Document Type


Journal/Book Title/Conference

American Geophysical Union

Publication Date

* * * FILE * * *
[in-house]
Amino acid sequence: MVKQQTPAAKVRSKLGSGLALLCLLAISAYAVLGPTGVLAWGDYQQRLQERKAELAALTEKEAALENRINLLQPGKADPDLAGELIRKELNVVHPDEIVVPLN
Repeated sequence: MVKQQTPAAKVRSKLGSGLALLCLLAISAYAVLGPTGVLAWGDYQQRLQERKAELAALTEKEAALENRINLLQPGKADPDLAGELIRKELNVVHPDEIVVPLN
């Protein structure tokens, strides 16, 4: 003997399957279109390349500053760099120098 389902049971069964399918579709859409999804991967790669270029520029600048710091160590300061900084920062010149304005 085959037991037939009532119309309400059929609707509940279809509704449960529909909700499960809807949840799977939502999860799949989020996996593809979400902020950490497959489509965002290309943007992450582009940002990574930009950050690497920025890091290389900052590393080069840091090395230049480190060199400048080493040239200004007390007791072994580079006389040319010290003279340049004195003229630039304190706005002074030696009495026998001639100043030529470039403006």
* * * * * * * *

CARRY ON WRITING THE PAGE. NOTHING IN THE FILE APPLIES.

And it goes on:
We performed systematic structural and geochemical analyses on a suite of cored rocks from the vertical Cajon Pass, California drill hole to characterize the deformation and alteration of fault-related rocks. The drill hole lies 4 km northeast of the San Andreas Fault (SAF), and observations of deformed crystalline rock in core and outcrop provide a sample of a 5-km vertical column adjacent to the steeply dipping Cleghorn fault and span the brittle to semi-brittle deformational regime at hydrothermal conditions. The rocks in the upper 500 m of the borehole are composed of sandstones and granitoid augen gneiss, with narrow fault and fracture zones coated with thin seams of laumontite. Below 500 m depth in the core, tonalite gneiss and migmatite contain well-developed discrete brittle faults and fracture zones. Thirty-seven faults are recognized in the core and borehole data; eleven are newly identified here, eight were previously identified in the core, and the remainder are interpreted from borehole image log data. The size of the fault zones intersected by the core controls the extent and nature of deformation. Distribution of faults in the core increase with depth, and fracture densities are greater around fault zones. In the upper 2600 m of the hole, the faults and fractures are typically narrow with thin coatings of alteration products. Prominent fault zones at 2100 - 2300 and 2500 - 2600 m measured depth dip moderately to steeply, and within this fault distributed shearing and alteration textures are common. Microstructures in these fault zones primarily include shear fractures containing a matrix of laumontite with angular to sub-angular clasts within the matrix and record multiple cycles of deformation and alteration. Laumontite mineralization indicates moderate- to high-temperature fluids interacting with the rocks throughout most of the column. The most significant fault observed in the core is an indurated, steep-dipping zone at 3,402 m depth that exhibits evidence of a mixture of brittle and semi-brittle deformation and abundant mineralization and alteration of potassium feldspar and epidote. This fault correlates well with the left-lateral steeply dipping Cleghorn fault, and reflects the interaction between hydrothermal metasomatic alteration and brittle fracture, cataclastic flow, to incipient plastic deformation processes at depth. The interpretation that the fault zone at the bottom of the hole is the Cleghorn fault agrees with stress orientation measurements made there by M D. Zoback and coworkers and indicates that the faults in the drill hole reflect active deformation and alteration associated with northeast-oriented maximum horizontal stress that may drive the left-lateral oblique motion on the Cleghorn fault. The data also show that damage zones associated with faults are present here, and may consist of mixed mode deformation, indicating a long-lived presence of the deformed and altered zones of reduced elastic moduli associated with faults. Simple modeling of the thermodynamics of syntectonic reactions in the fault zones indicate that earthquakes can be the source of heat to drive the reactions, and thus earthquake energy may be consumed in the fault core and damage zone by focused alteration.